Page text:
Market research is about gathering information to help you make better decisions. This section explains the different ways to gather that information and helps you identify which approach to use and when to use it.
2. Types of market research
Market research is about gathering information to help you make better decisions. Information can be in the form of numbers and statistics – quantitative - or can be based on attitudes and opinions - qualitative. The type of information you want will depend on the questions you want answers to.
There are 2 main ways to gather information. The first is primary research, which you conduct yourself, and the second is secondary or desk research, which is information that has already been published.
This guide explains where to get the information and which techniques to use to get it.
3. Secondary (Desk) Research
Secondary research is using information that has already been collected and published by someone else. This is why it is often known as Desk Research.
Secondary research is a great place to start. There is a mass of information available, covering market size, market trends, consumer spending patterns and market growth predictions. But take care, with so much information available you need to be clear about what you want and plan where you are going to search.
Sources of information
Here are some of the wide range of sources you can consider. Many of these sources are free, but be aware that there can be a cost for some of these reports. Often if there is a charge, you can access an initial synopsis of the information free-of-charge.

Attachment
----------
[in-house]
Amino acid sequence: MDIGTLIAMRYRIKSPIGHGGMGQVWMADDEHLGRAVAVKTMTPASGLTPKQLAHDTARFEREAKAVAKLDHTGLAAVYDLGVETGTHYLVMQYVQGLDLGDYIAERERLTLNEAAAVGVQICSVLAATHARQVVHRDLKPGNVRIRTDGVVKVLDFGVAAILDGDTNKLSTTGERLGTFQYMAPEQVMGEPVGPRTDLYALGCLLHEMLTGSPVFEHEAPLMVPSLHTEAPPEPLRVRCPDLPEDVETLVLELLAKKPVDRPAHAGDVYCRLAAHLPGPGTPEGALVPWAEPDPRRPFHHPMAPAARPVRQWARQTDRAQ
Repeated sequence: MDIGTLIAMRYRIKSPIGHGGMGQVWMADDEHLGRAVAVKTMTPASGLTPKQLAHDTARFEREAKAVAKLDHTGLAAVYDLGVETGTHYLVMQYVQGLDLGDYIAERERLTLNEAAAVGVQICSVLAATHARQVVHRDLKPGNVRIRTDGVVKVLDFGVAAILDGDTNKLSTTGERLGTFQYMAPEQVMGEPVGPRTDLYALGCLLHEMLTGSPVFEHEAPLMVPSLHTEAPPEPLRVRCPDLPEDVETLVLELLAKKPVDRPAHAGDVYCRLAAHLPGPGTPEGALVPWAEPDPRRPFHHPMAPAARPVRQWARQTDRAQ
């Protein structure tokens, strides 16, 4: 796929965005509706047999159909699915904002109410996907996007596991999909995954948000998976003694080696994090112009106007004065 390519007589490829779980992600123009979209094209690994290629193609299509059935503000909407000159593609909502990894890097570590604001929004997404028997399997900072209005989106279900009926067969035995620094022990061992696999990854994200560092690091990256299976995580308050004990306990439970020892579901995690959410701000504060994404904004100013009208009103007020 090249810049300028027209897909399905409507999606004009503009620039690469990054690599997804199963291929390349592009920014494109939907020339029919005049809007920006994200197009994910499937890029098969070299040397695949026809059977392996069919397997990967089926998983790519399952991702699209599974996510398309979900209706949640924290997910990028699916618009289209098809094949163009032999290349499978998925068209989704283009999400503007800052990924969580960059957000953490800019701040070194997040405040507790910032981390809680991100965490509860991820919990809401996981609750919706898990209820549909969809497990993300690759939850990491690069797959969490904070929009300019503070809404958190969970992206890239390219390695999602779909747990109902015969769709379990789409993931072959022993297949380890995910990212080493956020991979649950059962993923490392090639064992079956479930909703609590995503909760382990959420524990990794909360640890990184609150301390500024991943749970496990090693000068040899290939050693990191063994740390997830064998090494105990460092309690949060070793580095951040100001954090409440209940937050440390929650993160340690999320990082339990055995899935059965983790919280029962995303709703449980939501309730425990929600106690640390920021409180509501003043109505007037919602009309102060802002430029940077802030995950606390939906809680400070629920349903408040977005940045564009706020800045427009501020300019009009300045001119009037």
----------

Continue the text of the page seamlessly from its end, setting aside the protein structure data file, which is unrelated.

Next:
- Google, other search engines and Social Media
- Your local business reference library
- For Census data and population statistics
- Company and trade information is available from:
and directories such as:
- Trade associations and specialist trade publications
- Search for what is relevant in your sector
- Commercial publishers of market reports and marketing intelligence, including:
4. Primary (Field) Research
Primary research is research that you can do yourself, gathering data first hand from customers or competitors. This is why it is often referred to as Field Research.
This is about filling the gaps in the information you have gathered and finding out what your potential customers think about the market you are operating in, your products or services and those of your competitors.
You can use surveys and questionnaires to establish numerical information. For example, 36% of your target audience think this or think that.
You can observe what people actually do or how they react to a product – rather than what they say they will do.
Focus groups and in-depth interviews can be used to get more detailed information about attitudes and what people think about your products and services.
Surveys and questionnaires
This is one of the most useful and cost-effective tools available for finding out what potential customers think about your products and services.
Here are some tips for creating surveys and questionnaires:
- keep the survey short
- avoid jargon or language that your respondents are unlikely to understand
- arrange questions in a logical order, starting with easy-to-answer questions